During the 1970s, a new pop music brand was born, one that was imbued with African and African-American styles, particularly jazz and R & B, but which attracted a wider section of the audience that listened.
As founder and leader of the band Earth, Wind & Fire, Maurice White not only embraced but also helped achieve this evolution of pop, which closed the gap that has often separated the musical tastes of black and white America.
Without a doubt, it was a success, since EWF combined a high-caliber musical mastery, a broad eclecticism of musical genre and a multicultural spiritism of the 70s. "I wanted to do something that had not been done before," explains Maurice. "Although we were basically jazz musicians, we played soul music, funk, gospel, blues, jazz, rock and dance ... that somehow ended up becoming pop, the group slowly began to build a reputation for innovative recordings and live shows exciting, complete with feats of magic (floating pianos, spinning drums, disappearing artists) designed by Doug Henning and his then unknown assistant David Copperfield, his first gold album, Head To The Sky, reached pop number 27 in the summer of 1973, producing a smooth and corpulent version of "Evil" and the title single, EWF's first platinum album, Open Our Eyes, whose main song was a new version of the classic originally recorded by the Savoy group. Records, Gospel Clefs, includes "Mighty Mighty" (number four of R & B) and "Kalimba Story" (number six of R & B).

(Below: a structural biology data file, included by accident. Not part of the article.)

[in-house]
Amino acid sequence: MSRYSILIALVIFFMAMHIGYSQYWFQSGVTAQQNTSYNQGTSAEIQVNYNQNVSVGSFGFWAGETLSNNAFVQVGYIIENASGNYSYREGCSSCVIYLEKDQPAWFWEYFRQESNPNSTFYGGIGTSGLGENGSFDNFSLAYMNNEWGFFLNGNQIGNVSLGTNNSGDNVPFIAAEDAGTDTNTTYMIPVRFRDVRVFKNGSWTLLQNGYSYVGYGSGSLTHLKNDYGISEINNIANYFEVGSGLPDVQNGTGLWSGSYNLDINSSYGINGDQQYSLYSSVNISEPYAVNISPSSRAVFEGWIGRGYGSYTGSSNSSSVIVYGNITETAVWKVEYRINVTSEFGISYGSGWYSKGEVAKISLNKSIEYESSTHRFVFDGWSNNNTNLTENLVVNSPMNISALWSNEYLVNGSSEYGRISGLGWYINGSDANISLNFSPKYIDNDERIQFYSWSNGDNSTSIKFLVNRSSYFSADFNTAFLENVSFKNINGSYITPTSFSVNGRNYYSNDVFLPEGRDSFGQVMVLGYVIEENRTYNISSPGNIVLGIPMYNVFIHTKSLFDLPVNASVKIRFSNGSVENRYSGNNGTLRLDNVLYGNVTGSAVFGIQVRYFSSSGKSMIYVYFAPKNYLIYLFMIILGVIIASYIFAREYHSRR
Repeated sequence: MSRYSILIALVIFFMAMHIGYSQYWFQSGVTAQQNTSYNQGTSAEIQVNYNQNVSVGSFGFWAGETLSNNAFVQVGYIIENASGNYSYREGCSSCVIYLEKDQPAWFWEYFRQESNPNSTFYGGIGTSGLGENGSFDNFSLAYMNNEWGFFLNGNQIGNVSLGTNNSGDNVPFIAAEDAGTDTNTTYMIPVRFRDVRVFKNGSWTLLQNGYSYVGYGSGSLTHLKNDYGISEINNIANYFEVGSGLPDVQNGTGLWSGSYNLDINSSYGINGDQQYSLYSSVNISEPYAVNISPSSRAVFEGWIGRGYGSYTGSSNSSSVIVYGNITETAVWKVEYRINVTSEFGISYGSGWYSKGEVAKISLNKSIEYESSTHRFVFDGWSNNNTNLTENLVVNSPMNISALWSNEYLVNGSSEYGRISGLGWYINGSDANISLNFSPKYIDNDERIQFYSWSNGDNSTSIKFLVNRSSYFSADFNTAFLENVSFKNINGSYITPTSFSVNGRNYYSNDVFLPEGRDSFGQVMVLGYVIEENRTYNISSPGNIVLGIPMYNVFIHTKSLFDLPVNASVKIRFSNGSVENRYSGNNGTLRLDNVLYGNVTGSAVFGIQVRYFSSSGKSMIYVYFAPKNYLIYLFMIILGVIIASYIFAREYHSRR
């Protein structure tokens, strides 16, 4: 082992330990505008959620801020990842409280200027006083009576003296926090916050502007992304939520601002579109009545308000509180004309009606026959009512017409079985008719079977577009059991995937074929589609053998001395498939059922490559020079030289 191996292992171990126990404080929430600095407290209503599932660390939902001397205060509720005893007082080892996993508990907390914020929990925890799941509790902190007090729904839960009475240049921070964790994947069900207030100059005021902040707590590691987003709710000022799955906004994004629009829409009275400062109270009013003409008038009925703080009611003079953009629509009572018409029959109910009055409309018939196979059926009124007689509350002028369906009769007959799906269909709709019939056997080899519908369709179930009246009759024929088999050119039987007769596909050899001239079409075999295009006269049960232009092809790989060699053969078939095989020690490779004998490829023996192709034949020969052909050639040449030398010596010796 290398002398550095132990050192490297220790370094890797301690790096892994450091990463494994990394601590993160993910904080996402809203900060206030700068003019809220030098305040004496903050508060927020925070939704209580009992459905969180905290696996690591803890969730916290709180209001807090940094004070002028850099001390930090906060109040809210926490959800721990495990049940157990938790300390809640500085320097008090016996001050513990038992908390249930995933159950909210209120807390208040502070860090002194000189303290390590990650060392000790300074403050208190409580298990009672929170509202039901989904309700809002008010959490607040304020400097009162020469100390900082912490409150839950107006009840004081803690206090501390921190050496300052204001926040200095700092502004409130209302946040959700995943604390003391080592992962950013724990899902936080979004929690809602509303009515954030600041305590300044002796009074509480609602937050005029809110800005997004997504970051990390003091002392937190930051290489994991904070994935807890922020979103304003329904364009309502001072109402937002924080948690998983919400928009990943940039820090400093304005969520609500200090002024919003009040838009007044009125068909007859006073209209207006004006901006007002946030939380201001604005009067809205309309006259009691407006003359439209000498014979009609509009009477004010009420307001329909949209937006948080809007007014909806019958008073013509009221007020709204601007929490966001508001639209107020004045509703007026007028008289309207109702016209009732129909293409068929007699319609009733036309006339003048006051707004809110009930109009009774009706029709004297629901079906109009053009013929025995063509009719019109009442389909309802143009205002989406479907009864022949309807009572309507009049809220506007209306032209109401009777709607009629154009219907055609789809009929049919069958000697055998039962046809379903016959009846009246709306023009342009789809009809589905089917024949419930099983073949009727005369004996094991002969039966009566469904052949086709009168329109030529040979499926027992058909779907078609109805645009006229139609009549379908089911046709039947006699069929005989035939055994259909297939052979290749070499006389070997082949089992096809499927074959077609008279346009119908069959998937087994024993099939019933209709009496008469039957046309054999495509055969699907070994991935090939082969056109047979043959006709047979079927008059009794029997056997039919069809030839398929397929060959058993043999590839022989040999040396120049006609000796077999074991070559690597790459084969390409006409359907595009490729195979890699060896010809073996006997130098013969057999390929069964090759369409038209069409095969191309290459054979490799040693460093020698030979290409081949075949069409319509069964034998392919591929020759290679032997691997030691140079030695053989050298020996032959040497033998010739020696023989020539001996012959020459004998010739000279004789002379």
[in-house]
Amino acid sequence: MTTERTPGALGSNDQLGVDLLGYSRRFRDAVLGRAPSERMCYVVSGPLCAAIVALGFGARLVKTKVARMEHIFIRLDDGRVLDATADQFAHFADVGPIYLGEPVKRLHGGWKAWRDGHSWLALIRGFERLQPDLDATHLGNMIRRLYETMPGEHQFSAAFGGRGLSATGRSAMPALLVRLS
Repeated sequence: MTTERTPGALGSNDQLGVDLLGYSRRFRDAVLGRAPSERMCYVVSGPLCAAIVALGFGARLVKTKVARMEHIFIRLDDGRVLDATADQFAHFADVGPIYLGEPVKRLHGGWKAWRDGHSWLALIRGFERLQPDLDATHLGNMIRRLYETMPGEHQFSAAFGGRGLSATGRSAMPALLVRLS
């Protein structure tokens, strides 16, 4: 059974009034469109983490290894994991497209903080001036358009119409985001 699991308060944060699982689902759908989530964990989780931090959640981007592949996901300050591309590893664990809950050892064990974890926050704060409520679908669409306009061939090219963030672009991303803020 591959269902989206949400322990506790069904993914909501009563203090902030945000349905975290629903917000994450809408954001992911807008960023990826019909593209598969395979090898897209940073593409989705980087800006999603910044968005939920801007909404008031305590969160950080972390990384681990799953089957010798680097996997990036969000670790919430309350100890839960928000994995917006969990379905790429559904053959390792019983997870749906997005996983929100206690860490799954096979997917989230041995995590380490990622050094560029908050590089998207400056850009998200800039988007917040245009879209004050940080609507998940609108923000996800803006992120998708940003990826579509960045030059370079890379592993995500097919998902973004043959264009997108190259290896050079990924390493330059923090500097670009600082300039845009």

• Type: Original
    • 114 bpm
    • Key: Gm
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